Results 1 to 5 of 5

Thread: Cartrige Brass

  1. #1
    Senior Member
    Join Date
    Jan 2015
    Location
    Swamp East Missouri
    Posts
    112

    Cartrige Brass

    Is cartridge brass a suitable metal for casting?

    JT

  2. #2
    Senior Member Wolfcreek-Steve's Avatar
    Join Date
    Apr 2014
    Location
    Central Wisconsin
    Posts
    1,107
    I have no personal experience melting cartridge brass, but I have read somewhere that the propellant leaves a lot of oxidizing residue in the brass, so you end up with a high percentage of dross.
    What is that squeaking noise?

  3. #3
    Ive dealt with a little cartridge brass, but make sure you wash them out and dry them first. I just tossed them all into a 5 gallon bucket with water, then laid them out on a towel on the ground in the sun for a few hours to sort through them. I did that to make sure there was none with live primers or live rounds still in the pile. Also, it helps to go at them with a magnet too, I found one or two that was steel, which you dont want to get those mixed in. I used boric acid as a flux as soon as I started seeing that they were turning red hot, and I didnt have much dross at all really.

  4. #4
    Senior Member Jammer's Avatar
    Join Date
    Nov 2007
    Location
    Tennessee
    Posts
    3,465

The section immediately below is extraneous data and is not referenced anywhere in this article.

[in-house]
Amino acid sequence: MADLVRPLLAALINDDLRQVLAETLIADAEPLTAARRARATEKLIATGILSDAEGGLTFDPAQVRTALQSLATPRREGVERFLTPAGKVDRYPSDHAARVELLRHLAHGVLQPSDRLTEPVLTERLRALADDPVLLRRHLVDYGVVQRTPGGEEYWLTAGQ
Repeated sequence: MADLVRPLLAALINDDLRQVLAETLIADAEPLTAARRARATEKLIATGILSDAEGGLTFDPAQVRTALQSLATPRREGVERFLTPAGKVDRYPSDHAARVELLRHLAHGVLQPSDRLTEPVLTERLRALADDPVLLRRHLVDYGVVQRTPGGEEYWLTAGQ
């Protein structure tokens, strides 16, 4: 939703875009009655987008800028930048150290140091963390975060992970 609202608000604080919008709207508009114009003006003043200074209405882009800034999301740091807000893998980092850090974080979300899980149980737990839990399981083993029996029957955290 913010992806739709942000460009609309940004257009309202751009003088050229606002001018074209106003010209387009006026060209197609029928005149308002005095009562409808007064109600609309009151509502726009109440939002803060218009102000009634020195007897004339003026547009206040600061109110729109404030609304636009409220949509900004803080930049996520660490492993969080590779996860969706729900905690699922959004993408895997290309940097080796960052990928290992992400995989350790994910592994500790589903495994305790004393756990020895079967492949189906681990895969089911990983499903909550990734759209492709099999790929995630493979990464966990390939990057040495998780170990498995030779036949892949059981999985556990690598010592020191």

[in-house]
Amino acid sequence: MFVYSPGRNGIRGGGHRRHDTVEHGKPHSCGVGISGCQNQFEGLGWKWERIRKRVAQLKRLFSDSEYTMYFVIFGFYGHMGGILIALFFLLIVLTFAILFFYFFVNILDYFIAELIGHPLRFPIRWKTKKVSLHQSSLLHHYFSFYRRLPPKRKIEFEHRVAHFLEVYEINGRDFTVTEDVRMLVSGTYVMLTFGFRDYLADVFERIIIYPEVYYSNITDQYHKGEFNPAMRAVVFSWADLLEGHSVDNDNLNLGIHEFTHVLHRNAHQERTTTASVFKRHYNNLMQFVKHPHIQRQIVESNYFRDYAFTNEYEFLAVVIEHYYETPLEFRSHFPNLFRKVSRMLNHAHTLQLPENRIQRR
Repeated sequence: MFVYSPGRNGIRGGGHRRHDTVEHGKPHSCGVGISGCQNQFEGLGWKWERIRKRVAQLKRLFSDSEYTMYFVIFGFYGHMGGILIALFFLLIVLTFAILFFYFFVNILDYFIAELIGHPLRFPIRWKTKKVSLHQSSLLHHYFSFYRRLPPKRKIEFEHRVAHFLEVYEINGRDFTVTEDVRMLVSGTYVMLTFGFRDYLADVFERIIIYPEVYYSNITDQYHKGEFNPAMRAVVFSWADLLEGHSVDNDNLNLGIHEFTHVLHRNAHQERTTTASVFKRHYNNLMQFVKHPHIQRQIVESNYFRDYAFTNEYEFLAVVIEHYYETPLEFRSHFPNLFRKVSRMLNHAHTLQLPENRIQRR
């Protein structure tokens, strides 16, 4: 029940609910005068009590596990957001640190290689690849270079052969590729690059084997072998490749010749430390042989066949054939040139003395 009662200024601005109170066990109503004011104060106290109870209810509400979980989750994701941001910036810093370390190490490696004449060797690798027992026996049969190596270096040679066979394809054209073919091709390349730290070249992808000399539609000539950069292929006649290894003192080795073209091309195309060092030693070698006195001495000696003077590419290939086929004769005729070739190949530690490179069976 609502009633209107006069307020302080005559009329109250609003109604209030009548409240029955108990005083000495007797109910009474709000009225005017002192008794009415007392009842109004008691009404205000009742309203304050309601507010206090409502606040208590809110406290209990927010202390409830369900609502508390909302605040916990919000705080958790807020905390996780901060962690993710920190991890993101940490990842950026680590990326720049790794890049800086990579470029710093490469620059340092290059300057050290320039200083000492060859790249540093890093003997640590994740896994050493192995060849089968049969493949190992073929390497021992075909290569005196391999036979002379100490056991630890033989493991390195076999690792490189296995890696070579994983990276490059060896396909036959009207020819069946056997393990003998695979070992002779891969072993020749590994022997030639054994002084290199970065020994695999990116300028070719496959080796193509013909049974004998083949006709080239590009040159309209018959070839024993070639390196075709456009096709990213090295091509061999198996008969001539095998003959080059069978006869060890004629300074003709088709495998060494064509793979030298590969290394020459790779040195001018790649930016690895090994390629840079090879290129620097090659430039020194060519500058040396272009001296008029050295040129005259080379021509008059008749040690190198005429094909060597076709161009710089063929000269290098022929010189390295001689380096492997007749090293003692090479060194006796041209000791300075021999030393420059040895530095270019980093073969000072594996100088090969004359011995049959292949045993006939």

Cartridge brass is high zinc. 70% copper 30% zinc, so you have to watch the fumes. HT1 says it will be high sulfur if it's not cleaned. I've used the alloy but not cartridges, I think it casts pretty well and melts at a lower temp than Everdur.

  5. #5
    The second casting I did (at mount hood comm. College) involved some (larger) spent shell casings -> lost foam hammer-head.

    Don't recall if it fumed or not (nearly thirty years ago).

    I am scared green of zinc-smoke (given that stick-welding without 2097 filters causes 'instant sickness' now, unlike times in the past.)

    One idea I had was to use electrolysis to reduce the 30% zinc content to a (hopefully) non-fuming level, i.e. plate out the copper, leaving the zinc in solution (using sulfuric acid, like electro-refining copper in industry). Another possibility is to add modest amounts of well-dried cartridges to an already-molten batch of non-fuming cuprous alloy, i.e. diluting the nasty (?) zinc.
    Ouch! That stuff's hot!

Posting Permissions

  • You may not post new threads
  • You may not post replies
  • You may not post attachments
  • You may not edit your posts
  •